Therapainting: Parkinson’s and Alzheimer’s rookie artists learn self-enriching skill


They started with proverbial blank canvases, and by the time the painting session was over, each had put personal touches to their work.

Art instructor and volunteer Susan Gross kicks off the session with some of the participants clearly engrossed. The YMCA hosted a painting class for Parkinson's and Alzheimer's patients.

The special thing was that most of the dozen painters doing their thing at the Greater Marco Family YMCA were people coping with Parkinson’s disease. A couple were caregivers, and two were Alzheimer’s patients.

“There are no mistakes in art,” said art instructor Susan Gross, formerly of California and now ensconced happily on Marco as she kicked off the session. “You paint how you want to, and today we’re going to do a basic sea and beachscape."

She started on her own canvas with a horizontal line to represent the horizon, but emphasized that it need not be dead center or dead straight.

Thereafter, she explained and demonstrated the loose technique she was looking for.

Within five minutes of experimenting with different acrylics and colors and brush strokes, no two paintings looked at all alike.

The Y’s Healthy Living Director, Deborah Passero, dreamed up the idea of bringing in Gross after she saw some paintings by previous students.

“The idea was to engage this group in a different area,” she said, adding that most of the Parkinson’s patients enjoy a popular program called Rock Steady Boxing.

She figured that giving painting a try would be therapeutic because it involves hand/eye coordination as well as mental focus.

The works of art are currently on display in the foyer of the Greater Marco Family YMCA. The YMCA hosted a painting class for Parkinson's and Alzheimer's patients.

This, of course, could be more than challenging for people with less-than-perfect fine motor skills and sometimes tremors, Passero said, but from the outset the group of painters was clearly enthralled by Gross’s firm but easygoing delivery up at her easel.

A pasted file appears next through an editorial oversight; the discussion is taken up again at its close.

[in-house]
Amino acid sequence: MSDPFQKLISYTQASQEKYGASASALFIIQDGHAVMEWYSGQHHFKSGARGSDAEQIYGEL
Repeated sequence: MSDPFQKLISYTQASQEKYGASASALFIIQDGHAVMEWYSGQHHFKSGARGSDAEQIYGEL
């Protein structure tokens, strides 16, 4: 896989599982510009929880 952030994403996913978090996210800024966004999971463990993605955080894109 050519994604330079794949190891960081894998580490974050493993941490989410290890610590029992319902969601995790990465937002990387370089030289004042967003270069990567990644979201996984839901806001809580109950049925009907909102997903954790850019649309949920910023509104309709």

Example: Up front, she told them, “Don’t scrub like you’re painting a fence. And, don’t let the paint dry before you get to the next color.”

Towards the end of the session, Gross suggested people put in a tree or shrubs in their foreground of their paintings, and pointed out that palm trees – for example – could contain combinations of all sorts of colors, including of course green, but also yellows and reds.

Bill Laimbeer, known for expressing his opinions with a touch of humor, obliged this time around as well.

“I don’t like trees on my beaches,” he said in a big, baritone voice, much to the amusement of the rest of the group.

Afterwards Passero paid tribute to Gross, whom she said had never worked with chronic disease sufferers, and had now volunteered to work with them at the Y.

“We all need to express ourselves, so it’s great seeing people focus in on something they can do for pleasure in their 70s,” Passero said.

The upshot is that the paintings for the moment hang in the Greater Marco YMCA foyer for all members to enjoy.

For information on this program, as well as the wide variety of activities for adults and youth, visit marcoymca.org, or call 394-3144.